This time last year, Lady Fiona Carnarvon’s British stately home, Highclere Castle, was a beehive of activity as the cast and crew of Downton Abbey filmed one of the top-rated costume drama’s final episodes.
“It’s a very odd feeling,” admits the eighth Countess of Carnarvon, reflecting upon the relative serenity since then at her magnificent Victorian estate that was used to depict where the Crawley family and their servants live.
The chatelaine of the real Downton Abbey, the 300-room castle in Hampshire she shares with her husband, George Herbert, a.k.a. Geordie, eighth Earl of Carnarvon, is in Victoria today. She will be guest of honour at tonight’s gala broadcast of Downton Abbey’s series finale at the Oak Bay Beach Hotel, with partial proceeds benefiting KCTS 9 Seattle (PBS).
Contrary to what some might expect from a woman living in the home that has been in her husband’s family since 1679, Lady Carnarvon is charming and unpretentious, with quite a sense of humour.
When asked, for example, if it’s true that her teenaged son, Edward, was indifferent to Downton Abbey despite its popularity, she responds with amusing candor. “It depends how cool it is at school, I think,” she says, laughing. “I think the girls at his school are more interested in it. If he watches it, I guess he’s going to have more luck with those girls.”
When the author and former chartered accountant and her husband aren’t residing in the castle, they live “10 yards away” in their field house with a private garden that appeals more to their children.
In Highclere Castle, there is a schedule — “breakfast at 8 and by 10 it’s gone,” for instance — and there is no WiFi, computers or TV “so for teenagers that’s not so ideal,” she says.
“You read a book and listen to the radio and fall asleep,” she says, noting there is so much valuable furniture, paintings and works of art in the ancestral home they must be protected.
The Carnarvons open Highclere Castle to the public for tours, wedding and special events, reflecting Lady Carnarvon’s passion for sharing its history.
“I don’t want to preserve a museum, though. I want to preserve a stately home. So there is a balanced muddle about it,” says Lady Carnarvon, who loves to fill the house with family at Christmas and New Year’s.
“My No. 5 sister has three little blond children and the youngest baby is just so adorable, spending her time crawling around the library carpet, a blond mop of curls on her head,” she says.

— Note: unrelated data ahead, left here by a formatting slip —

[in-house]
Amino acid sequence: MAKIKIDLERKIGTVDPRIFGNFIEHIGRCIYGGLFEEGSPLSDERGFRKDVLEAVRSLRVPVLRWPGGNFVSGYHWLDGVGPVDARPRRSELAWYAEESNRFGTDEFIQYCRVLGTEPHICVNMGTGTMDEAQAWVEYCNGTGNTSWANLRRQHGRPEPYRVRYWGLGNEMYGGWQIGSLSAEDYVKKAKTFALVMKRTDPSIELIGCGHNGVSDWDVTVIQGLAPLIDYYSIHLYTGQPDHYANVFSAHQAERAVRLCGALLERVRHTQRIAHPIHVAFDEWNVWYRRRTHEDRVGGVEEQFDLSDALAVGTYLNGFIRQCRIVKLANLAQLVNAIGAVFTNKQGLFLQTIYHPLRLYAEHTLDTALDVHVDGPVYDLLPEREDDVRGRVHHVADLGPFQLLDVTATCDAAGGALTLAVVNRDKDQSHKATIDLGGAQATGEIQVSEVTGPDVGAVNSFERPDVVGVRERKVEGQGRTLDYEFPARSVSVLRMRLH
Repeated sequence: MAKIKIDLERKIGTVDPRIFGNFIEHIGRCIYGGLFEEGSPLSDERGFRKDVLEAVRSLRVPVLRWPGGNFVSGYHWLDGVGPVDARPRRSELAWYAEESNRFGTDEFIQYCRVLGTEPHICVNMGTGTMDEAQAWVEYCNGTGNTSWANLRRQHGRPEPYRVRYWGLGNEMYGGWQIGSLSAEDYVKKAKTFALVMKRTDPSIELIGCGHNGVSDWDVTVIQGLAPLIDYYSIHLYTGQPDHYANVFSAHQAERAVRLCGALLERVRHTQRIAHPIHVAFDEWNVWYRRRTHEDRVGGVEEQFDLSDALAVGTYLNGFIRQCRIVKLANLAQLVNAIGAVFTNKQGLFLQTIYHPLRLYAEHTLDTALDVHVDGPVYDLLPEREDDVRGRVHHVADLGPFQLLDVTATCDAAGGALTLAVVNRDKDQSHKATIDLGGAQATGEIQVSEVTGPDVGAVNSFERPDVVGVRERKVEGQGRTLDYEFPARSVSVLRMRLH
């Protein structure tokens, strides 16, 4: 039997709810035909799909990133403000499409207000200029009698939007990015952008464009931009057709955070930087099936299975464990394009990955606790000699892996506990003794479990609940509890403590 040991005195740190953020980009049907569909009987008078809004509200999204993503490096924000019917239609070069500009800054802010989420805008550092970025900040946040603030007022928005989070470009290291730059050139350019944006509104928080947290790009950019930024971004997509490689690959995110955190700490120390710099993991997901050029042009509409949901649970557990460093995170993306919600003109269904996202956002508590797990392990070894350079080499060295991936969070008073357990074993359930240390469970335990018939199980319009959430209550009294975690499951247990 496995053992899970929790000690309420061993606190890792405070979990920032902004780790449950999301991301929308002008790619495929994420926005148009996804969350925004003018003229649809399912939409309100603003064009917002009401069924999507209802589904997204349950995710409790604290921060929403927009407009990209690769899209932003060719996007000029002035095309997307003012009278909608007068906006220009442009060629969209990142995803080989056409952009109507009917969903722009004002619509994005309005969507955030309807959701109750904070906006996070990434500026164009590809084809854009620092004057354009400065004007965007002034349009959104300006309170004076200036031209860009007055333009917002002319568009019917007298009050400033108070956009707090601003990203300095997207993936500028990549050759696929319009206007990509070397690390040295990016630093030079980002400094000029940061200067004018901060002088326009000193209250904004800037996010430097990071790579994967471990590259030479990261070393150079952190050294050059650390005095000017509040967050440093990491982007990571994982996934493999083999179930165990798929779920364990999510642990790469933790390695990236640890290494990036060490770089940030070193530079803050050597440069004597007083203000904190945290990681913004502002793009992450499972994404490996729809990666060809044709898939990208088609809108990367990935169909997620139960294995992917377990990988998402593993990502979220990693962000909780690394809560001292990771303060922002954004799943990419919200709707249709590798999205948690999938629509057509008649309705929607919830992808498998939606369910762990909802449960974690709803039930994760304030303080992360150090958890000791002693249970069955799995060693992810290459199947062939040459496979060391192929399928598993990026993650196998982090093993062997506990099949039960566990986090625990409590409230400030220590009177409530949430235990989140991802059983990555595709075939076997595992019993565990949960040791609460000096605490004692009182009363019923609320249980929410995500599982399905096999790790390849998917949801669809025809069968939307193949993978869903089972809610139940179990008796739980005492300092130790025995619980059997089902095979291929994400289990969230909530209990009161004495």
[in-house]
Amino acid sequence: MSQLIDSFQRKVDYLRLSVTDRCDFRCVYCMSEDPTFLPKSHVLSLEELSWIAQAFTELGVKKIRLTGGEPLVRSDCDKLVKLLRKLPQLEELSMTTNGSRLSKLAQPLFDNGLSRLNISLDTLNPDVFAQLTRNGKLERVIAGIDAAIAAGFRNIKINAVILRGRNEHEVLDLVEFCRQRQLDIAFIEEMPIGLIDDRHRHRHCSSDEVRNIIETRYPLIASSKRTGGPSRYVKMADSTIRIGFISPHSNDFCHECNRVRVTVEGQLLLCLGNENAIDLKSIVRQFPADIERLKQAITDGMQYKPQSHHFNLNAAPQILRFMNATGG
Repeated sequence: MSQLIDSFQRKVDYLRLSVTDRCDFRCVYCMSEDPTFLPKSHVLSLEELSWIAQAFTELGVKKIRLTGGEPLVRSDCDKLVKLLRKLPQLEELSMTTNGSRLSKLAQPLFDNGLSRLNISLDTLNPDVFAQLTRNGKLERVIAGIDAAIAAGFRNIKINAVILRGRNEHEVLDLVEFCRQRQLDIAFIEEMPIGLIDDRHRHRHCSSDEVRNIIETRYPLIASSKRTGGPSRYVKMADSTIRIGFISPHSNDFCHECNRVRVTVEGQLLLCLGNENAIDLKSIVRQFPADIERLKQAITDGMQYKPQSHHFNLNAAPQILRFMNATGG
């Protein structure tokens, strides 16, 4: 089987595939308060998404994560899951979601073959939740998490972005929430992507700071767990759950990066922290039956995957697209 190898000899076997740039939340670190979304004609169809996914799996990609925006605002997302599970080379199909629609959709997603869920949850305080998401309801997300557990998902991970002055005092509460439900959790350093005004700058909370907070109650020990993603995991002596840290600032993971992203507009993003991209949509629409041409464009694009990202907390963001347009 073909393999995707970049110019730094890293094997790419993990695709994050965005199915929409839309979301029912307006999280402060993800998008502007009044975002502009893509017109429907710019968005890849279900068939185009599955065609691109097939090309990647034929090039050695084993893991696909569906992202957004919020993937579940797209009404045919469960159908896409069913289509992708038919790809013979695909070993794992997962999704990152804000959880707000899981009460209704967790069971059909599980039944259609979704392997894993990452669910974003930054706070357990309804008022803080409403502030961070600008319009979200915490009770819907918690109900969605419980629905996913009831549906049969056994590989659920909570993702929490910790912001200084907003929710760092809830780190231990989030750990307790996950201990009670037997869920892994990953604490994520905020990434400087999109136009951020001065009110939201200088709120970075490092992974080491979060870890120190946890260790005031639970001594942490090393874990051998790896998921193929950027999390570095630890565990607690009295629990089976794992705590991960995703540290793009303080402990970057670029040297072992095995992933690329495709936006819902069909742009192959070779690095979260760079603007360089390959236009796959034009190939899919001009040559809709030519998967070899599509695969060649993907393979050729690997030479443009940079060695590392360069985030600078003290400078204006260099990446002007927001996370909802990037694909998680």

Since the Carnarvons are friends with Downton Abbey creator Julian Fellowes and his wife, Lady Emma Kitchener-Fellowes, they were comfortable accommodating ITV production crews.
“I’m fond of Emma and Julian and I thought: ‘We’re getting into bed with people we like, so hopefully the ship will be steered more or less the way we all wanted it to.”
It wasn’t the first brush with fame for Highclere, which was featured in films and TV shows including Stanley Kubrick’s Eyes Wide Shut, Robin Hood: Prince of Thieves and Jeeves and Wooster.
“So you’re not going into it cold,” says Lady Carnarvon, who was actively involved.
There were laughs along the way, she says, recalling some amusing “lost in translation” moments when the hosts and film crews got their wires crossed talking about shooting.
“We’d be talking about pheasant and partridge shoots and things like that, and they’re obviously shooting films,” she says. “It got very muddled. Honestly, I descended into hysterical laughter.”
Lady Carnarvon says she considers herself fortunate being part of “the extraordinary adventure Downton Abbey has become,” viewing it as a great opportunity to showcase Highclere.
Life at Highclere today, where their domestic staff is a fraction of the size of the one depicted in Downton Abbey, doesn’t necessarily imitate art. For one thing, Lady Carnarvon and her husband have more dogs than the Crawleys, seven altogether.
As breathtaking but much bigger than the estate on screen, Highclere has “1,000 acres of parkland and 4,000 to 5,000 acres of farm and woodland beyond it,” she adds.
And Lady Carnarvon would never be confused with Lady Cora. Nor would Lady Almina, the Countess of Carnarvon between 1895 and 1923, upon whom Cora was loosely based.
“Lady Cora is quite a passive character,” Lady Carnarvon says, adding she understands Elizabeth McGovern’s character is one of the “foils” needed to propel the story. “Lady Almina was far from passive. She was an extraordinary woman, and I think in today’s world I am much more at the heart of what’s going on in the castle.”
She had the castle blessed by monks, for example, to get rid of a former footman’s ghost that was believed to be haunting the house.
“I said: ‘Could you kindly ask the ghosts to move on?’ ” she recalls with a laugh.
Lady Carnarvon has also learned, through diary entries, that the castle contributed to Canada’s Confederation.
She says it was when the fourth Earl of Carnarvon helped frequent visitor Sir John A. Macdonald, our first prime minister, draft the Canadian constitution there.
“They agreed it’s going to be taken to Parliament on the first of July, 1867,” says Lady Carnarvon, adding her husband’s ancestor introduced Macdonald to Queen Victoria on Feb. 28, 1867.
“In one note he said: ‘Highclere’s ‘a swell place,’ ” says Lady Carnarvon, who plans to use her anecdotes in her upcoming book about entertaining and recipes.